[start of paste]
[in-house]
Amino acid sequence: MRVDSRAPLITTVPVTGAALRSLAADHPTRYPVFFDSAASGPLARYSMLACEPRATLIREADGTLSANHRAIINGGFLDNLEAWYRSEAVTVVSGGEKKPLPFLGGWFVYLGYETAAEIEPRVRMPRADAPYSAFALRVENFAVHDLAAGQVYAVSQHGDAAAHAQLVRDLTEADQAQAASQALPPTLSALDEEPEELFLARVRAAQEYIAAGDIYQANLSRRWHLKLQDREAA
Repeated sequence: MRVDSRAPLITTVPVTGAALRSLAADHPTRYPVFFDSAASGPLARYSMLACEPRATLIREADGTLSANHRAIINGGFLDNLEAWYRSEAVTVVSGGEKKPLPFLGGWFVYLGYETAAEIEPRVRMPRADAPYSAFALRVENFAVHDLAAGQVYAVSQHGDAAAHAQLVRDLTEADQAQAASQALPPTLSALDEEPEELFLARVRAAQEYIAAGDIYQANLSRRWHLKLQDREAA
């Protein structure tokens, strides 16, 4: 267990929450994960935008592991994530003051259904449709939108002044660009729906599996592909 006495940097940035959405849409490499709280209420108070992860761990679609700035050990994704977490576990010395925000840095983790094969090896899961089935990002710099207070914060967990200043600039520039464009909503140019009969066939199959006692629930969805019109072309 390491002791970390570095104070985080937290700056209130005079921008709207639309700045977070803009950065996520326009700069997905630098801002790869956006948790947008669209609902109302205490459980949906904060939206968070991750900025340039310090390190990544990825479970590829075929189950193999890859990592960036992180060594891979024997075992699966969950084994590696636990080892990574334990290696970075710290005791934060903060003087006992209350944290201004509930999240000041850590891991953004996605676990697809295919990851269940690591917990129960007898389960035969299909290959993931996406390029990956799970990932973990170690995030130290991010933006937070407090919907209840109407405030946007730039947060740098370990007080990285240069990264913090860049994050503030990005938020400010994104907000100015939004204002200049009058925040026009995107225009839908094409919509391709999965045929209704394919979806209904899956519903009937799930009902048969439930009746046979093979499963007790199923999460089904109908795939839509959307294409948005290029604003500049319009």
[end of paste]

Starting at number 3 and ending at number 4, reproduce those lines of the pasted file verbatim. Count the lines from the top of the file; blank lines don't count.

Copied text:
Repeated sequence: MRVDSRAPLITTVPVTGAALRSLAADHPTRYPVFFDSAASGPLARYSMLACEPRATLIREADGTLSANHRAIINGGFLDNLEAWYRSEAVTVVSGGEKKPLPFLGGWFVYLGYETAAEIEPRVRMPRADAPYSAFALRVENFAVHDLAAGQVYAVSQHGDAAAHAQLVRDLTEADQAQAASQALPPTLSALDEEPEELFLARVRAAQEYIAAGDIYQANLSRRWHLKLQDREAA
């Protein structure tokens, strides 16, 4: 267990929450994960935008592991994530003051259904449709939108002044660009729906599996592909 006495940097940035959405849409490499709280209420108070992860761990679609700035050990994704977490576990010395925000840095983790094969090896899961089935990002710099207070914060967990200043600039520039464009909503140019009969066939199959006692629930969805019109072309 390491002791970390570095104070985080937290700056209130005079921008709207639309700045977070803009950065996520326009700069997905630098801002790869956006948790947008669209609902109302205490459980949906904060939206968070991750900025340039310090390190990544990825479970590829075929189950193999890859990592960036992180060594891979024997075992699966969950084994590696636990080892990574334990290696970075710290005791934060903060003087006992209350944290201004509930999240000041850590891991953004996605676990697809295919990851269940690591917990129960007898389960035969299909290959993931996406390029990956799970990932973990170690995030130290991010933006937070407090919907209840109407405030946007730039947060740098370990007080990285240069990264913090860049994050503030990005938020400010994104907000100015939004204002200049009058925040026009995107225009839908094409919509391709999965045929209704394919979806209904899956519903009937799930009902048969439930009746046979093979499963007790199923999460089904109908795939839509959307294409948005290029604003500049319009």